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Clytemnestra My child! oh, foreign women! Alas for me, for your death! Your father escapes, surrendering you to Hades. Iphigenia Alas for me, mother! for the same lament has fallen to both of us in our fortune. No more for me the light of day! no more these beams of the sun! Oh, oh! that snow-beat glen in Phrygia and the hills of Ida, where Priam once exposed a tender baby, torn from his mother's arms to meet a deadly doom, Paris, called the child of Ida in the Phrygians' town. Would that he never had settled Alexander, the herdsman reared among the herds, beside that water crystal-clear, where are fountains of the Nymphs and their meadow rich with blooming flowers, where hyacinths and rose-buds blow for goddesses to gather! Here one day came Pallas and Cypris of the subtle heart, Hera too and Hermes messenger of Zeus; Cypris, proud of the longing she causes, Pallas of her prowess; and Hera of her royal marriage with king Zeus; to decide a hateful strife about their beauty
Chorus Oh, oh, friends! raise a din, a din and shouting before the house, that the murder when done may not inspire the Argives with wild alarm, to make them bring aid to the palace, before I see for certain that Helen's corpse lies bloody in the house, or hear the news from one of her attendants; for I know a part of the tragedy, of the rest I am not sure. In justice, retribution from the gods has come to Helen; for she filled all Hellas with tears, through that accursed, accursed Paris of Ida, who drew Hellas to Troy.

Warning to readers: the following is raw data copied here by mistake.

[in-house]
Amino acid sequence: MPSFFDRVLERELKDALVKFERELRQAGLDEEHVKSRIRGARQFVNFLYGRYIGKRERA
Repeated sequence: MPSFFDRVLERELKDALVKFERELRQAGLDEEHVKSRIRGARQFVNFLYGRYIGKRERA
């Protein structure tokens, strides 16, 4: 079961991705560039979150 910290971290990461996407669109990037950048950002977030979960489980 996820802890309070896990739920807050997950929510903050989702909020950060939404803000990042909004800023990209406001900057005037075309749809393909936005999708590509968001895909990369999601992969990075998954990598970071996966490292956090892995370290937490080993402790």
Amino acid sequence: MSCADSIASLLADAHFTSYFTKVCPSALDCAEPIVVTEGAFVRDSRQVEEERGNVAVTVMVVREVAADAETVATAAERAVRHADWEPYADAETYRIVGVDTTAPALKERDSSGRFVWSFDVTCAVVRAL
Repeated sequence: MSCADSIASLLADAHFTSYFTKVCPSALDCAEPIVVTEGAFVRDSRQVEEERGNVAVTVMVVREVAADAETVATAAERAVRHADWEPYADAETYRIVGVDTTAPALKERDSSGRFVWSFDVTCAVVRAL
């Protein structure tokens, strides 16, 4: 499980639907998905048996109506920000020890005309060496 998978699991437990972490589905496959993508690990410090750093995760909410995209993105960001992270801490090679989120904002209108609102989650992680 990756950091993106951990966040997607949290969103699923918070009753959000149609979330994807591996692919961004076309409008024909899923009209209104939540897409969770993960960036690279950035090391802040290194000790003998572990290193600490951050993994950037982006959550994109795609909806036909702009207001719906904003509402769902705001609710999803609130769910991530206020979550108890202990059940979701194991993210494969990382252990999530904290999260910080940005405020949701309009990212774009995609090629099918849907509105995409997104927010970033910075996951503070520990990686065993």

Athena Where are you going, away from the Trojan ranks, with sorrow gnawing at your hearts, because the god does not grant you two to slay Hector or Paris? Have you not heard that Rhesus has come to aid Troy in no mean fashion? If he survives this night until the dawn, neither Achilles nor Aias's spear can stop him from utterly destroying the Argive fleet, razing its palisades and carrying this the onslaught of his lance far and wide within the gates. Slay him, and all is yours; let Hector
, while your care must be the horses.
I will do the killing, and you master the horses. For you are well versed in clever tricks, and have a ready wit. And it is right to station a man where he may best serve.
Look! there I see Paris coming towards us; perhaps he has heard from the guard a vague rumor that foes are near.
Are others with him or does he come alone?
Alone; to Hector's couch he seems to wend his way, to announce to him that spies are in the cam
Enough of this! For all that followed I must question myself, not you; what thought led me to follow the stranger from your house, traitress to my country and my home? Punish the goddess, show yourself more mighty even than Zeus, who, though he lords it over the other gods, is her slave; therefore I may well be pardoned. Still, from this you might draw a specious argument against me; when Paris died, and earth concealed his corpse, I should have left his house and sought the Argive fleet, since my marriage was no longer in the hands of gods. That was what I was eager to do; and the warders on the towers and watchmen on the walls can bear me witness, for often they found me seeking to let myself down stealthily by cords from the battlements [but tbere was that new husband, Deiphobus, that carried me off by force to be his wife against the will of Troy]. How then, my lord, could I be justly put to death . . . by you, with any show of right, seeing that he wedded me against my will
And how great must we think will be the name and the fame and the glory which they will enjoy during their lives, or, if they die in battle, will leave behind them—they who will have won the meed of honor in such an enterprise? For if those who made war against an AlexanderAnother name for Paris. and took a single city were accounted worthy of such praise, what encomiums should we expect these men to win who have conquered the whole of Asia? For who that is skilled to sing or trained to speak will not labor and study in his desire to leave behind a memorial both of his own genius and of their valor, for all time to come